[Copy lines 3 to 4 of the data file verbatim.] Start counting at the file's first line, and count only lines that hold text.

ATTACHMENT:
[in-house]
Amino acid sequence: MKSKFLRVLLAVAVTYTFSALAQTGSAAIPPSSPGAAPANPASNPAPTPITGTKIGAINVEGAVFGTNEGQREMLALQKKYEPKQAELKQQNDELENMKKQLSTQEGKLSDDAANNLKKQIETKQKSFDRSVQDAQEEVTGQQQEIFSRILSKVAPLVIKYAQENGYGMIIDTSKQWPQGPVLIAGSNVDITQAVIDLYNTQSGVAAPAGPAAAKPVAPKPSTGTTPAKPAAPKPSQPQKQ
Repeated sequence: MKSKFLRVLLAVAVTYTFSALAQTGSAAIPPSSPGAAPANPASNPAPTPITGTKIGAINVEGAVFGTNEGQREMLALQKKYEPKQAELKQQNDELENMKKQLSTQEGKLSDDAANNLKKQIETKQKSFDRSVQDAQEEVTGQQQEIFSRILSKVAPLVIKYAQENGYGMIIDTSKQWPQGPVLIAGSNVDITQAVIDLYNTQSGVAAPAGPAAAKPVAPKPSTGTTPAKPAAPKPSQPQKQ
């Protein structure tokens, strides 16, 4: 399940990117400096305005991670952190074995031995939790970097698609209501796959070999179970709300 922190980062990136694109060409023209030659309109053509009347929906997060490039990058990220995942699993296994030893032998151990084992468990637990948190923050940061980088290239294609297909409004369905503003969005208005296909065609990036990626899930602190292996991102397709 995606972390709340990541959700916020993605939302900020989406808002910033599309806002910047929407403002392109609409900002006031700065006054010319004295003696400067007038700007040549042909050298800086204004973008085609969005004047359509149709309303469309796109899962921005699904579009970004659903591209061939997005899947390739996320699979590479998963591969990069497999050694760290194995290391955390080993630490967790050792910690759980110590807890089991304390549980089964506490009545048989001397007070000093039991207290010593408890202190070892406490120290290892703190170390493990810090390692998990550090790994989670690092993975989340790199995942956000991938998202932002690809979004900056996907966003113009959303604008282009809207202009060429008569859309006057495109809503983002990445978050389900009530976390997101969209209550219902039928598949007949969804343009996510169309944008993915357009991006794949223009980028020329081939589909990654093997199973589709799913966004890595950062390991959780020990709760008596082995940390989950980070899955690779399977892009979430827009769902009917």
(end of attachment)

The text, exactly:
Repeated sequence: MKSKFLRVLLAVAVTYTFSALAQTGSAAIPPSSPGAAPANPASNPAPTPITGTKIGAINVEGAVFGTNEGQREMLALQKKYEPKQAELKQQNDELENMKKQLSTQEGKLSDDAANNLKKQIETKQKSFDRSVQDAQEEVTGQQQEIFSRILSKVAPLVIKYAQENGYGMIIDTSKQWPQGPVLIAGSNVDITQAVIDLYNTQSGVAAPAGPAAAKPVAPKPSTGTTPAKPAAPKPSQPQKQ
């Protein structure tokens, strides 16, 4: 399940990117400096305005991670952190074995031995939790970097698609209501796959070999179970709300 922190980062990136694109060409023209030659309109053509009347929906997060490039990058990220995942699993296994030893032998151990084992468990637990948190923050940061980088290239294609297909409004369905503003969005208005296909065609990036990626899930602190292996991102397709 995606972390709340990541959700916020993605939302900020989406808002910033599309806002910047929407403002392109609409900002006031700065006054010319004295003696400067007038700007040549042909050298800086204004973008085609969005004047359509149709309303469309796109899962921005699904579009970004659903591209061939997005899947390739996320699979590479998963591969990069497999050694760290194995290391955390080993630490967790050792910690759980110590807890089991304390549980089964506490009545048989001397007070000093039991207290010593408890202190070892406490120290290892703190170390493990810090390692998990550090790994989670690092993975989340790199995942956000991938998202932002690809979004900056996907966003113009959303604008282009809207202009060429008569859309006057495109809503983002990445978050389900009530976390997101969209209550219902039928598949007949969804343009996510169309944008993915357009991006794949223009980028020329081939589909990654093997199973589709799913966004890595950062390991959780020990709760008596082995940390989950980070899955690779399977892009979430827009769902009917």